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I'm 40 and I'll be starting med school (US allo, if it matters) in a few months. the age thing has been a non-issue for me, really. if you're certain this is what you want, then don't let the fact that you are 37 hold you back!
 

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I'll be applying after 30, my thought is to sell what will make me shine as a physician. I think that's what matters. I am 29 now in undergrad, living in underrad student housing, and attending undergrad classes, no one knows until I tell them, ad after that it's not an issue.

I honestly think the age thing made me more hesitant on undergrad work.

A
 

FltmedicTN

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Another 40 year old here! When I start in July I will be the ripe old age of 40! lol I have am set to retire from my first career in May. If you are old enough to retire from one career to start med school that should qualify you as a non-traditional! :laugh:

Go for it! you only have one life....do what you must! :D
 

FutureOrthoDoc

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I'll be mid-40's by the time I apply.:thumbup::xf:
 

vc7777

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I'll be 34 less than a month after I start this July! :)
Better question is to ask how old my kids are.
 
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I'll be 33 years, 10 days old when I start Med school this July! I even have a teenager to boot. It's all possible if you want it bad enough!!! Go for it!!!
 

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38 3/4 here. Hoping to start at 40!
 

DrSmooth

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I'm 35, and will start US allo this fall. Go for it!
 

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I'm 32 and will turn 33 just a few months after starting this year. GO FOR IT! Glad to see the others here, thanks for the thread.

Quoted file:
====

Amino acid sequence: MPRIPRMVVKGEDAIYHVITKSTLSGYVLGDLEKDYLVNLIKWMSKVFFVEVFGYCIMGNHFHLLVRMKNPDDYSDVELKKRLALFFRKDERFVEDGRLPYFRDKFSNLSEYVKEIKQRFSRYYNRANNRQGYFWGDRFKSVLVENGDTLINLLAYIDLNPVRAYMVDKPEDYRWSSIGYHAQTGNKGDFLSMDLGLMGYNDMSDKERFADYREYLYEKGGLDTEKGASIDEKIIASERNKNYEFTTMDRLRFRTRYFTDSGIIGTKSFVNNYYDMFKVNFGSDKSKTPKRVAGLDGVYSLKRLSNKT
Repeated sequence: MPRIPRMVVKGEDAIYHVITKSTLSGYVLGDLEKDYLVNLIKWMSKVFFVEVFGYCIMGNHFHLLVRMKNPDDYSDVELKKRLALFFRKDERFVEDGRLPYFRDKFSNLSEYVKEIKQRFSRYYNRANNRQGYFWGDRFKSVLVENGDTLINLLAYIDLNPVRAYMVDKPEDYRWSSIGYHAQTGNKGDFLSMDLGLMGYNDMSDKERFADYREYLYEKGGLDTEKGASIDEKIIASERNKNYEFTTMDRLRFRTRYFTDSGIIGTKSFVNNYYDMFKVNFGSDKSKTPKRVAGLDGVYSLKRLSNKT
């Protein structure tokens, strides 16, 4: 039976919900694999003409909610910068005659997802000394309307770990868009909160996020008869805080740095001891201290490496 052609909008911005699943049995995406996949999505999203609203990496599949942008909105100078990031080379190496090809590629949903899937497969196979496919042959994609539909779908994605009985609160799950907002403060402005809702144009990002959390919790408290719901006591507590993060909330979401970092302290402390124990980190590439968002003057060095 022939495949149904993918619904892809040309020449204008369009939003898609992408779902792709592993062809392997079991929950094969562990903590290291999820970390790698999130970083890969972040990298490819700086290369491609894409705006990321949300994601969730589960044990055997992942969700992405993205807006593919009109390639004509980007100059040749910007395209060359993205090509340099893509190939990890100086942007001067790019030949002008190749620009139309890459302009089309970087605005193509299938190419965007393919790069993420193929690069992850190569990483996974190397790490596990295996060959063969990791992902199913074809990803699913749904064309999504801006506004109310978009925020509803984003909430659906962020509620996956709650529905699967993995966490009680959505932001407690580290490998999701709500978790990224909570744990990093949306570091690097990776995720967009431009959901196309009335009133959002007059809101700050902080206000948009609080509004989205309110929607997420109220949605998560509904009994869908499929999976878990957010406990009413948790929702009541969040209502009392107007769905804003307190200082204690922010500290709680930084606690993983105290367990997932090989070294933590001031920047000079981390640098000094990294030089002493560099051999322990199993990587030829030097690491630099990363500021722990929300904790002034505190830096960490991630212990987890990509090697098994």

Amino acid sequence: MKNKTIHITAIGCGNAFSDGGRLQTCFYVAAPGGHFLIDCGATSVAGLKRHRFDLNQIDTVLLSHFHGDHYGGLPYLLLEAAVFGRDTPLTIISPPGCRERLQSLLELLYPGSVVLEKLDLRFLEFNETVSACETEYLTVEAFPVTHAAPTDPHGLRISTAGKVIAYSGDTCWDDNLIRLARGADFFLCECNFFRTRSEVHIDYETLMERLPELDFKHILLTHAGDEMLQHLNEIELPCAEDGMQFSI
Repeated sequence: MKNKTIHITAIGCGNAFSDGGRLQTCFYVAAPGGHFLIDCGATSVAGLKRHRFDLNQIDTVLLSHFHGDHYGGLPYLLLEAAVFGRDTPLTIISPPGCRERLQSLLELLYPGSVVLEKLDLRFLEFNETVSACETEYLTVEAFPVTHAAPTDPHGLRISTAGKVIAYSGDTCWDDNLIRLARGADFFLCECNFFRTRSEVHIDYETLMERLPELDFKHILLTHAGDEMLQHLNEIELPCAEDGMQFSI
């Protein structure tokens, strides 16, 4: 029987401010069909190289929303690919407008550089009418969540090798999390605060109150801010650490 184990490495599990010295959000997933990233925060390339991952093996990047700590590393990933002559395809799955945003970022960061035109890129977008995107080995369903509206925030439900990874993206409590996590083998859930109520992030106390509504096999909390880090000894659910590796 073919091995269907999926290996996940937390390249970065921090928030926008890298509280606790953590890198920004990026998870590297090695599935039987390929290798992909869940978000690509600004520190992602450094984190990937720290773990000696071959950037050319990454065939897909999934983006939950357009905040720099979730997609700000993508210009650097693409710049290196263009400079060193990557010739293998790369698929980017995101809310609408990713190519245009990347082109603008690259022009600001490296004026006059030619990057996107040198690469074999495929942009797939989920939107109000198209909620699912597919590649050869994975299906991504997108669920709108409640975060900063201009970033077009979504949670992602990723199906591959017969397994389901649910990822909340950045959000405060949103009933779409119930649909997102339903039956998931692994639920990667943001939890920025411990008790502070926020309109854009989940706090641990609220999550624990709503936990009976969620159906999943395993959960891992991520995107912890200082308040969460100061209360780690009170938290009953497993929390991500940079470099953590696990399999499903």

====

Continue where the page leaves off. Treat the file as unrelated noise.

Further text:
Its been a long journey for me as well, but I'm glad I did it and am excited to get this thing going. I actually never had one question about age, but most of my interviews were "closed". Also, I look young, in fact I get carded at places still. :rolleyes: Doesn't help that my wife (same age) looks younger than me!!

Being older has had its struggles, but nothing more than being younger, just different I think. I do think the whole application circus had started my grey hair!! I just keep saying, when I graduate I wont look like a new doctor so that could be some type of advantage!!
 

coloradocutter

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I remember starting my pre-reqs for med school when I was 23 and feeling old because I had quit law school to do it and was freaking out. I applied to a Physical Therapy program instead because it was quicker - I got in without the full slate of pre-reqs which would have taken me one more year likely. The PT program didn't work out because about a month into it, I realized that I hated using those measurement things and palpating bones and muscles all the time and oh, yeah, taking orders from MDs. Instead of going on to finish medicine, I went back to law school and ended up extremely jaded and miserable but making six figures when I was the ripe old age of 25.

I felt like 23 was too old! What an idiot! I recently started a PhD program in my 30s and kick myself every day because I am too old, but I am learning to silence my demons. I am a mom of 2 and married, now I really do feel old. :) I think my current program is right for me, but medicine would have likely also worked back then. I think I would not be willing to do the residency now, but that's just me and where I am at in my life. I also wasn't willing to take on that debt. My PhD program is fully and well-funded, and I have saved for the endeavor.
 

studNP

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I am almost 44 with two kids 6 and 8 and a husband (a retired doc.) who is so far not very supportive of my "mid-life crisis" idea. My grades very pretty good in nursing school GPA 3.8... Going for a NP right now but keep having my doubts. To become an MD has been an unfulfilled dream for many years now due to various circumstances.

Has anyone actuallly done it with two kids? How hard is it: med school and residency? Will I still be able to see my kids? Do I have classes ecery single day? Do I get at least 24 free hours a week?